The Monday Roundup: Street design tool, anti-theft booby traps & more

The Monday Roundup: Street design tool, anti-theft booby traps & more

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Here’s the bike news that caught our eyes this week:

Street planning tool: This amazing interactive street design tool, designed for touchscreens, is perfect for quickly visualizing different ways to allocate road space for a given width.

Booby-trap your bike: Forgot your bike lock? The next best thing might be to foil a would-be thief with one of these quick mechanical modifications.

Wall fixture: A wall-mounted steel loop for bike locking is available from a British company for less than $100.

Bend organizes: The new advocacy group Bend Bikes had its first community outreach forum last month.

Bike lane language: Just before it became clear that Rahm Emanuel wasn’t going to meet a target of 100 miles of protected bike lanes in Chicago by 2015, his department of transportation changed its internal definition of “protected bike lane” to include bike lanes with painted buffers.

Cardboard cop: In the other Portland, a cardboard cutout of a police officer near a bike rack has helped cut bike theft 67 percent. It may be more about the reminder than the illusion: a new U.K. study finds similiar results from posters of peering eyes.

Merkel at Eurobike: The German chancellor visits the big trade show of a €50 billion business that “is expected to grow significantly in the years ahead.”

Concert bike valet: Want to save on parking costs, music venues? Offer bike valets.

Dirty electric cars: A former plug-in advocate makes the case that electric cars aren’t greener, especially compared to non-car alternatives.

Carbon tax works: British Columbia’s five-year-old carbon tax has cut emissions (including a 17 percent drop in personal fuel consumption) and let the government lower other taxes without harming the provencial economy, a new study has found. Oregon is considering a similar program.

Overstaying welcome: A Vancouver BC property that touts its “green commuting” program threatened to confiscate a bike commuter’s vehicle after she violated an umarked 15-minute limit on a bike rack. Longer-term parking would endanger “the professional image of the building,” the company wrote.

Too many bikes in Europe? There’s no denying that European streets are short on space. The question is whether bikes or cars are better ways to use the space there is.

Roman road: The bike-loving mayor of Rome is converting a street near the ancient Colosseum into a pedestrian-only space.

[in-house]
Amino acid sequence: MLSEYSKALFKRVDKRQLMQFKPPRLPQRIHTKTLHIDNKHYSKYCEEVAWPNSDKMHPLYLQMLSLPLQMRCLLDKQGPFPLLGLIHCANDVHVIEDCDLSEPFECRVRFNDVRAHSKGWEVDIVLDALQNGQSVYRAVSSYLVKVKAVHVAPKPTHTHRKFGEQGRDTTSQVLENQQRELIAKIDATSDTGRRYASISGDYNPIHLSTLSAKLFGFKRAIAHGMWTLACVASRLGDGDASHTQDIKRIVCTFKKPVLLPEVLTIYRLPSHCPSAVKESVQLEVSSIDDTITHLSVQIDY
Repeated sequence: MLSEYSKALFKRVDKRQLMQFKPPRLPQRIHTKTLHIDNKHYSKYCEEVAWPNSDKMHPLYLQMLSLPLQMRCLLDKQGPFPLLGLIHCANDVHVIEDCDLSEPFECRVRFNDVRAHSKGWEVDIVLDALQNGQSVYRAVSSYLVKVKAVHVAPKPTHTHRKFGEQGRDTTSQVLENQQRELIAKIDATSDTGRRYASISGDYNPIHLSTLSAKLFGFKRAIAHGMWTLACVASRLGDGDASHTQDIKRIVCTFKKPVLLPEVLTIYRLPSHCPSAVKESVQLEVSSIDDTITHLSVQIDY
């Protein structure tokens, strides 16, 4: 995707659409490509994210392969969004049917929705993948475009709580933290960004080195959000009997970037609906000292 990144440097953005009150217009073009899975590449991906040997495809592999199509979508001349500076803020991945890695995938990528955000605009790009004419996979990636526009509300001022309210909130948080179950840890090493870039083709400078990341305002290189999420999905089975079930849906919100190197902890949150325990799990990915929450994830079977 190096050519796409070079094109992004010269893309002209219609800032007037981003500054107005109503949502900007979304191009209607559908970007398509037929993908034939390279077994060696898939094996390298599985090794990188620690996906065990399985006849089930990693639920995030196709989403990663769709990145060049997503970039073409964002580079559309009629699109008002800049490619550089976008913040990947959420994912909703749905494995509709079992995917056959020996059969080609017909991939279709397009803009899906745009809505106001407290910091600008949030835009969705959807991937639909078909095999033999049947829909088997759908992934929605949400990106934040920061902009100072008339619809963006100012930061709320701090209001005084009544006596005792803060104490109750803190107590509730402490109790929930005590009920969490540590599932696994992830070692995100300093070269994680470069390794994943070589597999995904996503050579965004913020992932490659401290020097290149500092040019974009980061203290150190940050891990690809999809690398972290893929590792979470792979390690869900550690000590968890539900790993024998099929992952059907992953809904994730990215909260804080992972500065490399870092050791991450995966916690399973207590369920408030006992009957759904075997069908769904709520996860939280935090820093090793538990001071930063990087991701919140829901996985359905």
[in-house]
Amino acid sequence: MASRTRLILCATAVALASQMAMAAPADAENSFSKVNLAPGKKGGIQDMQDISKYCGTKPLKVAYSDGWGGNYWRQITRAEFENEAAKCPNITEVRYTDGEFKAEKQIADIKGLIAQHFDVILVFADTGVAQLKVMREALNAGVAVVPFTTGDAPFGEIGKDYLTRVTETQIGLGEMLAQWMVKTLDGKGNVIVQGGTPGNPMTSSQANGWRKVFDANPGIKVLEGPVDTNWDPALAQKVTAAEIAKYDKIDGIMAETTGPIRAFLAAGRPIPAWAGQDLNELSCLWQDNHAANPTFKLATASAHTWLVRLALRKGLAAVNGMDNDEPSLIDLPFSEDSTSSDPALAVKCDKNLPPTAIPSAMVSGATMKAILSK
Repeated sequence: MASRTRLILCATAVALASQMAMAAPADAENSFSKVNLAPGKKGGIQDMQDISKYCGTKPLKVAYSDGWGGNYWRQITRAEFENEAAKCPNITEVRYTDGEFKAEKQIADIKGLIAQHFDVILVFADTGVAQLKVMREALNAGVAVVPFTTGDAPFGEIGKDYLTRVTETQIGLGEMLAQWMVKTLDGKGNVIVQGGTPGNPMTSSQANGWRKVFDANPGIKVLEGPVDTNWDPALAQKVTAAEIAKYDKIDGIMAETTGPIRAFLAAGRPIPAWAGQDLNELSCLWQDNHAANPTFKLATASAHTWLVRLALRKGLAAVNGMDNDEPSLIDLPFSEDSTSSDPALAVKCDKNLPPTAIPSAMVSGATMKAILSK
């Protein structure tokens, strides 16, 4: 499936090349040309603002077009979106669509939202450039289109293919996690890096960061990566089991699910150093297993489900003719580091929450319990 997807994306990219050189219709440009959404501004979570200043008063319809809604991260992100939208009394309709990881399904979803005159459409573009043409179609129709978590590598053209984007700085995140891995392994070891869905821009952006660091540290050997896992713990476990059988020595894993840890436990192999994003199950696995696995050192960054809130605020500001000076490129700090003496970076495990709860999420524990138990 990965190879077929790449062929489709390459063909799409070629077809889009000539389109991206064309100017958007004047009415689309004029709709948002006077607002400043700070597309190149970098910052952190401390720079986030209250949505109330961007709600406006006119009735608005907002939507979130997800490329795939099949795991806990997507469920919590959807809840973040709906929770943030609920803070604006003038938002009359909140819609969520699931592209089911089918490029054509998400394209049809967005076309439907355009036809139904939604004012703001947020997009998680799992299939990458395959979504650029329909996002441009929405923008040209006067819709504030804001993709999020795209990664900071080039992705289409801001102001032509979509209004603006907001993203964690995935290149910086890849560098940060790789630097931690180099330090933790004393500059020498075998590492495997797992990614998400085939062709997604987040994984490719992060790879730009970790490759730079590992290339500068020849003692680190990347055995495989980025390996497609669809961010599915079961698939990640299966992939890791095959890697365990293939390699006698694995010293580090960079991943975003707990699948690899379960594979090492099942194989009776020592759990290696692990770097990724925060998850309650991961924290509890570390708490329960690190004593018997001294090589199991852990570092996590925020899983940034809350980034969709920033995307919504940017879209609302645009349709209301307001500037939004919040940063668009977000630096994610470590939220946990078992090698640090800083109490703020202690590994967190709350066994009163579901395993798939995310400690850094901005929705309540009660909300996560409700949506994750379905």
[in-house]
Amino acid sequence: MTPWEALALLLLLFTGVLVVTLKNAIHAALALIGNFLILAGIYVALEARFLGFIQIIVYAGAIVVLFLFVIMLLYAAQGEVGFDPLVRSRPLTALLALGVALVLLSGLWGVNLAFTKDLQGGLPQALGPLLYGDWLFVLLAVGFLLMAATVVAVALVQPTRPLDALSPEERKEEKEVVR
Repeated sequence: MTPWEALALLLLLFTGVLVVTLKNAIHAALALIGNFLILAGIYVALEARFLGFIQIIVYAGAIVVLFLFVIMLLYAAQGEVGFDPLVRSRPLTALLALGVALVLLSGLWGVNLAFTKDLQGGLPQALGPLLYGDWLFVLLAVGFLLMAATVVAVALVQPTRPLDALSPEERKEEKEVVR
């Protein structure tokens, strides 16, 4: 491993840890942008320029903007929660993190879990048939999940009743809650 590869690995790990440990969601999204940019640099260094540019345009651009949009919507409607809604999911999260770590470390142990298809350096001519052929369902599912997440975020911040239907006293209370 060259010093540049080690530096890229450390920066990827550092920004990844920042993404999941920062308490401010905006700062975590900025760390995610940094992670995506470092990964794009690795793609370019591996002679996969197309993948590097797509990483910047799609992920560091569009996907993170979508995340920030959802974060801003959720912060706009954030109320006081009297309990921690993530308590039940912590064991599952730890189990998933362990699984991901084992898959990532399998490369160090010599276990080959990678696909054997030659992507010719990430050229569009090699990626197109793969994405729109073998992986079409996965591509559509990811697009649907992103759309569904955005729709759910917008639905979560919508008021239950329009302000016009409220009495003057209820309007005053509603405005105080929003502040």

$21 per commute: That’s the benefit to the Australian economy every time somebody bikes 20 minutes to work, the Australian government says. (Numbers here.) That’s why they’re now requiring “safe separated cycle ways” on every future urban road project.

Federal green light: Looks like the Federal Highway Administration is finally preparing an official endorsement of protected lanes.

Safe passing: Austin police are enforcing a law that requires three feet of clearance when passing a person on a bike, on foot or at a construction site.

License requirement lightened: In Los Angeles, driving without a license is no longer a criminal offence, just a traffic infraction. It’s a “quality of life crime,” the deputy chief explains.

Misdemeanor DUI: “In Eugene, You Can Kill a Pedestrian While Driving Drunk and be Charged With a Misdemeanor,” reports We Bike Eugene.

Citi Bike competition: A price battle between a local rental shop and NYC’s bikesharing system shows how one specializes in recreation, the other in transportation.

Bikes don’t hurt business: Two commercial districts in Seattle that swapped auto parking for bike lanes saw retail volumes increase or stay flat.

What caused the Dutch biking boom? A mass protest movement in the 1970s against road casualties led to dedicated bikeways, which made biking normal. Smart BBC analysis.

NYC protest: Last week, 100 New Yorkers gathered ouside City Hall to resist a string of pedestrian fatalities, carrying signs that said “Not one more killed.”

“Deadly weapon”: A New York Post columnist demands safer streets, too.

Speed is good: Breaking the law is good for New York’s economy, says AAA.

If you come across a noteworthy bicycle story, send it in via email, Tweet @bikeportland, or whatever else and we’ll consider adding it to next Monday’s roundup.

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